Thus, we encourage you to prepare your sushi with high-quality, sushi-grade fish and seafood from reputable sources. They are specially treated and are identified as safe for raw consumption.
How Many Calories Does Sushi Contain?
Our sushi roll is a nourishing dish with fish, cooked rice, and add-ins like cucumber and avocado. Each serving of our sushi roll (about 10 - 12 pieces) contains approximately 500 calories. This leaves a reasonable amount of space to add a soup or salad to the meal, making it a more wholesome experience overall.
How to Prepare Ingredients for Sushi
1. Sushi Rice
You might associate the word ‘sushi’ with raw fish, but it actually refers to rice. It translates to ‘sour tasting,’ which implies the rice is mixed with vinegar.
Proper sushi uses Japanese short-grain rice that is steamed and flavored with vinegar. It is firm in shape yet sticky in texture and ideal for constructing the sushi and complementing key ingredients like fish or seafood.
2. Types of Fish for Sushi
Traditional sushi is made with raw fish which is carefully selected to be sushi-grade (safe to eat raw). Don’t pick just any fish filet for your sushi! It’s a bad idea for both taste and health reasons. Here are the most popular types of fish and seafood used for sushi:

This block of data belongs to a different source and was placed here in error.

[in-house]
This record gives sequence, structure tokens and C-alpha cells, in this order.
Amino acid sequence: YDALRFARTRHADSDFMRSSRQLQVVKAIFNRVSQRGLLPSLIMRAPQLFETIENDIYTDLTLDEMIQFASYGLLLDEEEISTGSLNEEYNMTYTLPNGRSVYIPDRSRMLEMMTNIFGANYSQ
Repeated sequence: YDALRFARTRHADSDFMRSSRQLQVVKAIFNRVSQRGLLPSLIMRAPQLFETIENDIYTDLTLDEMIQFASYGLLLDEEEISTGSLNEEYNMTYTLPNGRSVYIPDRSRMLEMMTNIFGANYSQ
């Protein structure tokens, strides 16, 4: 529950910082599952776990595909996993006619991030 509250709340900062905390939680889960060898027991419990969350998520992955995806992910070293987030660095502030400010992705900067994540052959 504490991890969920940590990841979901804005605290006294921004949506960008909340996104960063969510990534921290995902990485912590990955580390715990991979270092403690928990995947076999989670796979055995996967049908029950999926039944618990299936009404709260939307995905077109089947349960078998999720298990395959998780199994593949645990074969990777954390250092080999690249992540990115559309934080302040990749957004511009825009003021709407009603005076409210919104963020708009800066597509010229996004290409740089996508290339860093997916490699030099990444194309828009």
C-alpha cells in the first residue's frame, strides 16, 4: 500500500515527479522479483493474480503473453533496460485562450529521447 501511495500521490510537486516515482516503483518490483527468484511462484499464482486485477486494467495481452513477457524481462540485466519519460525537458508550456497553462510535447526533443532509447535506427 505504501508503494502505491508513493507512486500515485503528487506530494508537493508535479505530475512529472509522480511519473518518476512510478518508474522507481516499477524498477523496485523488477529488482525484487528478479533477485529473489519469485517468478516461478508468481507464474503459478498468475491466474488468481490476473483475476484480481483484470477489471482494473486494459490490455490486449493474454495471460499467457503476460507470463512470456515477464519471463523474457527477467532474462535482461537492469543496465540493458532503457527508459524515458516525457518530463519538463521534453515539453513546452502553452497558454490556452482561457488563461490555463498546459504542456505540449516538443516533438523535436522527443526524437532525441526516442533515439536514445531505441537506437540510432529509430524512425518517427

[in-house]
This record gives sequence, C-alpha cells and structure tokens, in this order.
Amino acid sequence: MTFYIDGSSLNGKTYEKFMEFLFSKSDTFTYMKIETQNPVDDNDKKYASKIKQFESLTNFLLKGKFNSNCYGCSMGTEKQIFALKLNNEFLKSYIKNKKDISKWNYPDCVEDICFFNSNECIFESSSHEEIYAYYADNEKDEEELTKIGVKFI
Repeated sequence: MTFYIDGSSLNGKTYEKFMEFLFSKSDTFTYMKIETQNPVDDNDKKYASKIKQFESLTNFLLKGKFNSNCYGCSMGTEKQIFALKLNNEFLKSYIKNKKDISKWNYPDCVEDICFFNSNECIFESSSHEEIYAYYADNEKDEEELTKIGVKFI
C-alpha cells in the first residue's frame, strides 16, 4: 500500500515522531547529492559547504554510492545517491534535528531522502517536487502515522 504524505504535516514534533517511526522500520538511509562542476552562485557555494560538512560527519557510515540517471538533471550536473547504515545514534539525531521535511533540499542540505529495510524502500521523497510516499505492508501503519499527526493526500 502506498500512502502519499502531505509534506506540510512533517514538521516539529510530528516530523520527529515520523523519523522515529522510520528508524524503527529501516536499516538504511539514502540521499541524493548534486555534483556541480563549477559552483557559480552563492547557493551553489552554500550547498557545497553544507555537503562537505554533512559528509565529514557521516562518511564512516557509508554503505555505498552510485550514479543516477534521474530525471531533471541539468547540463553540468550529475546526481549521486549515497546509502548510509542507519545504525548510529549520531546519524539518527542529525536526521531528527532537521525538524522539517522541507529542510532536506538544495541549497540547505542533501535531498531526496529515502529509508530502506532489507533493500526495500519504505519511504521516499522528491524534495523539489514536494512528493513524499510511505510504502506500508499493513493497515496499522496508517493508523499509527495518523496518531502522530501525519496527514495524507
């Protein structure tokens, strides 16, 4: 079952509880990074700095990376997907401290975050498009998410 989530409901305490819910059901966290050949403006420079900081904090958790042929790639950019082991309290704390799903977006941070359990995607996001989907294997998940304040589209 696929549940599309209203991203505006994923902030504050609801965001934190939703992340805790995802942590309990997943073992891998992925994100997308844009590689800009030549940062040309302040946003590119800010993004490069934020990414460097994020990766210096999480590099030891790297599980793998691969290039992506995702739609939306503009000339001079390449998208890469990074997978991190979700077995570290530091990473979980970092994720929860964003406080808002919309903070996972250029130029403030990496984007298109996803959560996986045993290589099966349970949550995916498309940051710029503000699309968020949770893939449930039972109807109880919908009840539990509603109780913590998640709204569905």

How to Roll Sushi
Though you can roll sushi with a tea towel or your bare hands, a bamboo mat is the most convenient way to shape the rolls. Here’s how to create a sushi roll with a mat:
- Lay a nori sheet (seaweed sheet) on the bamboo mat. The mat’s slats should run horizontally. Make sure the dried nori has its rough side facing upward.
- Use your hands or a wooden spoon to spread a thin layer of rice evenly over the nori sheet while leaving a 1/2-inch space at the top and the bottom of the sheet.
- Arrange the fillings across the center of the rice.
- Use your thumbs to lift the near edge of the mat and roll things up with the fillings inside. Your other fingers can hold the fillings in place and gently press along the roll as you go.